Check where your operating system writes core files and ensure that you actually get them. For example on linux, learn about
/proc/sys/kernel/core_patternfrom the core(5) manpage.
Make sure core dumps are allowed in the parent shell from which varnishd is being started. In shell, this would be:ulimit -c unlimited
but if varnish is started from an init-script, that would need to be adjusted or in the case of systemd,
LimitCORE=infinityset in the service’s
[Service]]section of the unit file.
Once you have the core,
cd into varnish’s working directory (as
given by the
-n parameter, whose default is
$PREFIX being the
installation prefix, usually
/usr/local, open the core with
gdb and issue the command
bt to get a stack trace of the
thread that caused the segfault.
A basic debug session for varnish installed under
/usr/local could look
$ cd /usr/local/var/varnish/`uname -n`/ $ gdb /usr/local/sbin/varnishd core GNU gdb (Debian 7.12-6) 188.8.131.5261007-git Copyright (C) 2016 Free Software Foundation, Inc. [...] Core was generated by `/usr/local/sbin/varnishd -a 127.0.0.1:8080 -b 127.0.0.1:8080'. Program terminated with signal SIGABRT, Aborted. #0 __GI_raise (sig=sig@entry=6) at ../sysdeps/unix/sysv/linux/raise.c:51 51 ../sysdeps/unix/sysv/linux/raise.c: No such file or directory. [Current thread is 1 (Thread 0x7f7749ea3700 (LWP 31258))] (gdb) bt #0 __GI_raise (sig=sig@entry=6) at ../sysdeps/unix/sysv/linux/raise.c:51 #1 0x00007f775132342a in __GI_abort () at abort.c:89 #2 0x000000000045939f in pan_ic (func=0x7f77439fb811 "VCL", file=0x7f77439fb74c "", line=0, cond=0x7f7740098130 "PANIC: deliberately!", kind=VAS_VCL) at cache/cache_panic.c:839 #3 0x0000000000518cb1 in VAS_Fail (func=0x7f77439fb811 "VCL", file=0x7f77439fb74c "", line=0, cond=0x7f7740098130 "PANIC: deliberately!", kind=VAS_VCL) at vas.c:51 #4 0x00007f77439fa6e9 in vmod_panic (ctx=0x7f7749ea2068, str=0x7f7749ea2018) at vmod_vtc.c:109 #5 0x00007f77449fa5b8 in VGC_function_vcl_recv (ctx=0x7f7749ea2068) at vgc.c:1957 #6 0x0000000000491261 in vcl_call_method (wrk=0x7f7749ea2dd0, req=0x7f7740096020, bo=0x0, specific=0x0, method=2, func=0x7f77449fa550 <VGC_function_vcl_recv>) at cache/cache_vrt_vcl.c:462 #7 0x0000000000493025 in VCL_recv_method (vcl=0x7f775083f340, wrk=0x7f7749ea2dd0, req=0x7f7740096020, bo=0x0, specific=0x0) at ../../include/tbl/vcl_returns.h:192 #8 0x0000000000462979 in cnt_recv (wrk=0x7f7749ea2dd0, req=0x7f7740096020) at cache/cache_req_fsm.c:880 #9 0x0000000000461553 in CNT_Request (req=0x7f7740096020) at ../../include/tbl/steps.h:36 #10 0x00000000004a7fc6 in HTTP1_Session (wrk=0x7f7749ea2dd0, req=0x7f7740096020) at http1/cache_http1_fsm.c:417 #11 0x00000000004a72c3 in http1_req (wrk=0x7f7749ea2dd0, arg=0x7f7740096020) at http1/cache_http1_fsm.c:86 #12 0x0000000000496bb6 in Pool_Work_Thread (pp=0x7f774980e140, wrk=0x7f7749ea2dd0) at cache/cache_wrk.c:406 #13 0x00000000004963e3 in WRK_Thread (qp=0x7f774980e140, stacksize=57344, thread_workspace=2048) at cache/cache_wrk.c:144 #14 0x000000000049610b in pool_thread (priv=0x7f774880ec80) at cache/cache_wrk.c:439 #15 0x00007f77516954a4 in start_thread (arg=0x7f7749ea3700) at pthread_create.c:456 #16 0x00007f77513d7d0f in clone () at ../sysdeps/unix/sysv/linux/x86_64/clone.S:97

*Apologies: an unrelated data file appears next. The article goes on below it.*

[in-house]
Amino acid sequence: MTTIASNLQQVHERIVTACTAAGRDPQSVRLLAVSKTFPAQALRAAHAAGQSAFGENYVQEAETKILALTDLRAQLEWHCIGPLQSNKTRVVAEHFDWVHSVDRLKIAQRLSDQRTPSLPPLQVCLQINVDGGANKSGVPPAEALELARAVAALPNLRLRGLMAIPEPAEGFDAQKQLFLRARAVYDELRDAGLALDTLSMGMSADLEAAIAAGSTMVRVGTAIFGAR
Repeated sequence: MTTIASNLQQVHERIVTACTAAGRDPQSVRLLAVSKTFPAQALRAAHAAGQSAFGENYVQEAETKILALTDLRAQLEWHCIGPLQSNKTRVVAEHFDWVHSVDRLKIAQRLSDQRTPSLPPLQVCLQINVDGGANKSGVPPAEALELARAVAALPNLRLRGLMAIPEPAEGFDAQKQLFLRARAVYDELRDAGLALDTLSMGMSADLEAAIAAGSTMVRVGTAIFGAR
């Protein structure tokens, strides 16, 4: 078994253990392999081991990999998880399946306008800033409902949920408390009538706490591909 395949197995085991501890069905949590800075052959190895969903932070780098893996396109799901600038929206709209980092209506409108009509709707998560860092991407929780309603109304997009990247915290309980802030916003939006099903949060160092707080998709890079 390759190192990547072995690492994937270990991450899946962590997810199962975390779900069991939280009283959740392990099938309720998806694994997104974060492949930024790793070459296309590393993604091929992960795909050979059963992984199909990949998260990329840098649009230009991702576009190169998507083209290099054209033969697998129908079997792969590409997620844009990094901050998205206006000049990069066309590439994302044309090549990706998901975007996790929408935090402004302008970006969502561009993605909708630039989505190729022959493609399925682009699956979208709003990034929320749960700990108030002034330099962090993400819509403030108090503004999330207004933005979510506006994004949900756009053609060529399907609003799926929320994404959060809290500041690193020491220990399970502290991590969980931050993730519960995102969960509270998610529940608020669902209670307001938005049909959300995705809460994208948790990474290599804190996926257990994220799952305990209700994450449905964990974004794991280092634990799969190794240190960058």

Varnish gives me Guru meditation¶
First find the relevant log entries in varnishlog. That will probably give you a clue. Since varnishlog logs a lot of data it might be hard to track the entries down. You can set varnishlog to log all your 503 errors by issuing the following command:
$ varnishlog -q 'RespStatus == 503' -g request
If the error happened just a short time ago the transaction might still be in the shared memory log segment. To get varnishlog to process the whole shared memory log just add the ‘-d’ parameter:
$ varnishlog -d -q 'RespStatus == 503' -g request